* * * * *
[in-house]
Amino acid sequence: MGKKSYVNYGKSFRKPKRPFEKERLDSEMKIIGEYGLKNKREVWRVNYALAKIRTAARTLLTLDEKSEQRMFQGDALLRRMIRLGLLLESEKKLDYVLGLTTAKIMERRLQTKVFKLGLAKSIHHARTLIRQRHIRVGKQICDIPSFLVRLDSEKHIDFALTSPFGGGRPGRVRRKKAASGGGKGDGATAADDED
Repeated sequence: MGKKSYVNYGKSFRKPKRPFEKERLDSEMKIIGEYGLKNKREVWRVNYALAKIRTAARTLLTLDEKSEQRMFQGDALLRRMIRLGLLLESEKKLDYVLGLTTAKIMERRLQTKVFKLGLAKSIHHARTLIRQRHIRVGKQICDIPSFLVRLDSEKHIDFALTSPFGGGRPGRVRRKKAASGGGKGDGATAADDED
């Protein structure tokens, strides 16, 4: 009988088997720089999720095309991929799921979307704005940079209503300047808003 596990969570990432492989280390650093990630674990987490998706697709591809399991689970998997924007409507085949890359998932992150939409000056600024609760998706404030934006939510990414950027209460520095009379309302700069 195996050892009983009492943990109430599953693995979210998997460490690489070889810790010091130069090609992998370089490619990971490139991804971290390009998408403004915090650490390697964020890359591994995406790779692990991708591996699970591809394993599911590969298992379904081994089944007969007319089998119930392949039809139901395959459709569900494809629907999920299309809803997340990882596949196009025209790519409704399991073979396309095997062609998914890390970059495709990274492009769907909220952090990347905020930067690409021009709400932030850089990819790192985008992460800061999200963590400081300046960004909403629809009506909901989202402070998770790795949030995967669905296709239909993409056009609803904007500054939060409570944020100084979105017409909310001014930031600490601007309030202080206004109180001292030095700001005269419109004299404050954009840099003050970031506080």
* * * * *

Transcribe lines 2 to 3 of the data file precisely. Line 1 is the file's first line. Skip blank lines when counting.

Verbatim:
Amino acid sequence: MGKKSYVNYGKSFRKPKRPFEKERLDSEMKIIGEYGLKNKREVWRVNYALAKIRTAARTLLTLDEKSEQRMFQGDALLRRMIRLGLLLESEKKLDYVLGLTTAKIMERRLQTKVFKLGLAKSIHHARTLIRQRHIRVGKQICDIPSFLVRLDSEKHIDFALTSPFGGGRPGRVRRKKAASGGGKGDGATAADDED
Repeated sequence: MGKKSYVNYGKSFRKPKRPFEKERLDSEMKIIGEYGLKNKREVWRVNYALAKIRTAARTLLTLDEKSEQRMFQGDALLRRMIRLGLLLESEKKLDYVLGLTTAKIMERRLQTKVFKLGLAKSIHHARTLIRQRHIRVGKQICDIPSFLVRLDSEKHIDFALTSPFGGGRPGRVRRKKAASGGGKGDGATAADDED